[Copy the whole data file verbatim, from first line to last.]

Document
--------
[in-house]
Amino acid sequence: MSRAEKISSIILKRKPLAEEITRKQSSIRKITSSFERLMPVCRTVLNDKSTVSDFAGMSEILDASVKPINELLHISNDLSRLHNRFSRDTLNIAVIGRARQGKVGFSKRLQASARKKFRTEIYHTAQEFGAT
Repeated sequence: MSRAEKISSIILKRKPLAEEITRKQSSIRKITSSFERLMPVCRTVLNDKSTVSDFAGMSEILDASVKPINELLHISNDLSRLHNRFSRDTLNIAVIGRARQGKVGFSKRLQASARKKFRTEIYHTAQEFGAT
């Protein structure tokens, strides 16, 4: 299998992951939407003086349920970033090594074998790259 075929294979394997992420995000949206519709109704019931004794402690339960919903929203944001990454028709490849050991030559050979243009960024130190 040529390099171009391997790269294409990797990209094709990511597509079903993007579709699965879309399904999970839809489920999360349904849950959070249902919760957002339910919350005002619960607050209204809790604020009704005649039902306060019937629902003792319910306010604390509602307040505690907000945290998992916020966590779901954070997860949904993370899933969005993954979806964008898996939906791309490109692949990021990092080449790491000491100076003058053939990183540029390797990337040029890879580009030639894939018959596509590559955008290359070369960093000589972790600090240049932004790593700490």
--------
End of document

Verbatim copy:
[in-house]
Amino acid sequence: MSRAEKISSIILKRKPLAEEITRKQSSIRKITSSFERLMPVCRTVLNDKSTVSDFAGMSEILDASVKPINELLHISNDLSRLHNRFSRDTLNIAVIGRARQGKVGFSKRLQASARKKFRTEIYHTAQEFGAT
Repeated sequence: MSRAEKISSIILKRKPLAEEITRKQSSIRKITSSFERLMPVCRTVLNDKSTVSDFAGMSEILDASVKPINELLHISNDLSRLHNRFSRDTLNIAVIGRARQGKVGFSKRLQASARKKFRTEIYHTAQEFGAT
């Protein structure tokens, strides 16, 4: 299998992951939407003086349920970033090594074998790259 075929294979394997992420995000949206519709109704019931004794402690339960919903929203944001990454028709490849050991030559050979243009960024130190 040529390099171009391997790269294409990797990209094709990511597509079903993007579709699965879309399904999970839809489920999360349904849950959070249902919760957002339910919350005002619960607050209204809790604020009704005649039902306060019937629902003792319910306010604390509602307040505690907000945290998992916020966590779901954070997860949904993370899933969005993954979806964008898996939906791309490109692949990021990092080449790491000491100076003058053939990183540029390797990337040029890879580009030639894939018959596509590559955008290359070369960093000589972790600090240049932004790593700490």